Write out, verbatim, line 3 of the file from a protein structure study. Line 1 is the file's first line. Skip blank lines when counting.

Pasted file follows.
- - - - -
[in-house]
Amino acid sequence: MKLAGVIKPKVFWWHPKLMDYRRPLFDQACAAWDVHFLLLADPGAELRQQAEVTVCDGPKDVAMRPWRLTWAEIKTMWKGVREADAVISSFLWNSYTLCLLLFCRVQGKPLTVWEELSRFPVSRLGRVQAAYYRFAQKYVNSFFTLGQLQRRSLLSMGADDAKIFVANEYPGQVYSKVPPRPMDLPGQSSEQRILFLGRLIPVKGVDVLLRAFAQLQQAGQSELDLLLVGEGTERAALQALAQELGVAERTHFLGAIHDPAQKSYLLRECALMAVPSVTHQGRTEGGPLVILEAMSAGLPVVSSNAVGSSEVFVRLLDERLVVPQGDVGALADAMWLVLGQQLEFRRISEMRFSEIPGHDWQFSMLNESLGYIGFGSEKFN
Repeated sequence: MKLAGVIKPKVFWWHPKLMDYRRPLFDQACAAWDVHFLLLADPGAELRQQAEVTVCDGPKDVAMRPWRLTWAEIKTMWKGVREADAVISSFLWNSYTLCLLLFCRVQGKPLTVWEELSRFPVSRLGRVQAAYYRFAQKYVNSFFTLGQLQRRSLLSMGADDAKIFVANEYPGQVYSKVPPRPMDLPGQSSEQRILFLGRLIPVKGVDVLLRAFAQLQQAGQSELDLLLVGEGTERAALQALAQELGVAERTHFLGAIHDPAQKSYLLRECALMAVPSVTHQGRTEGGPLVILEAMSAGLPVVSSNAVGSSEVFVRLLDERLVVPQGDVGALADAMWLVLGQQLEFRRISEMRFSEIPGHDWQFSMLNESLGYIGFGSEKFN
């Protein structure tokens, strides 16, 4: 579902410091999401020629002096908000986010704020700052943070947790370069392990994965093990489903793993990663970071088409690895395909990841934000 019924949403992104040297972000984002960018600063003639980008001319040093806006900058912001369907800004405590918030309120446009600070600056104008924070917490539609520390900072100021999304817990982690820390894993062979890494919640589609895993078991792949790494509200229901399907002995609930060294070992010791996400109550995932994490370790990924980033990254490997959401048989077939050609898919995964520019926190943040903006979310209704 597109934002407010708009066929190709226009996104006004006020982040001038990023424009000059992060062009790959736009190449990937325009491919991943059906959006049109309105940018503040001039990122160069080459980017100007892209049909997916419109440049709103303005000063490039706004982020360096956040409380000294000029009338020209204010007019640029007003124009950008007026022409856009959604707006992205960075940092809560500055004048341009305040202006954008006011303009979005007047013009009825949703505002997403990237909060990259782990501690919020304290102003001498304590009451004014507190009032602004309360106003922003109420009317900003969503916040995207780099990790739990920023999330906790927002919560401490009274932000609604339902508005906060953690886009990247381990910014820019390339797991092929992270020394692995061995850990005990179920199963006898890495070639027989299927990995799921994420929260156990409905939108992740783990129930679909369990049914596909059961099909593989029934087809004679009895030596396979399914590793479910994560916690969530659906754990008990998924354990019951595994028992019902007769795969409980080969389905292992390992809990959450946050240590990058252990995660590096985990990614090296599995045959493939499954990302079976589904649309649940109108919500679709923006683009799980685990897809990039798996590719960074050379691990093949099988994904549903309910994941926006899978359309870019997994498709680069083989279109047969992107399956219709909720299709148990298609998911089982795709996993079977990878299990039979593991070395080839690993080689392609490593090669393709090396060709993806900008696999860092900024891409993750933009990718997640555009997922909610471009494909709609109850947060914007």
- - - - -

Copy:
Repeated sequence: MKLAGVIKPKVFWWHPKLMDYRRPLFDQACAAWDVHFLLLADPGAELRQQAEVTVCDGPKDVAMRPWRLTWAEIKTMWKGVREADAVISSFLWNSYTLCLLLFCRVQGKPLTVWEELSRFPVSRLGRVQAAYYRFAQKYVNSFFTLGQLQRRSLLSMGADDAKIFVANEYPGQVYSKVPPRPMDLPGQSSEQRILFLGRLIPVKGVDVLLRAFAQLQQAGQSELDLLLVGEGTERAALQALAQELGVAERTHFLGAIHDPAQKSYLLRECALMAVPSVTHQGRTEGGPLVILEAMSAGLPVVSSNAVGSSEVFVRLLDERLVVPQGDVGALADAMWLVLGQQLEFRRISEMRFSEIPGHDWQFSMLNESLGYIGFGSEKFN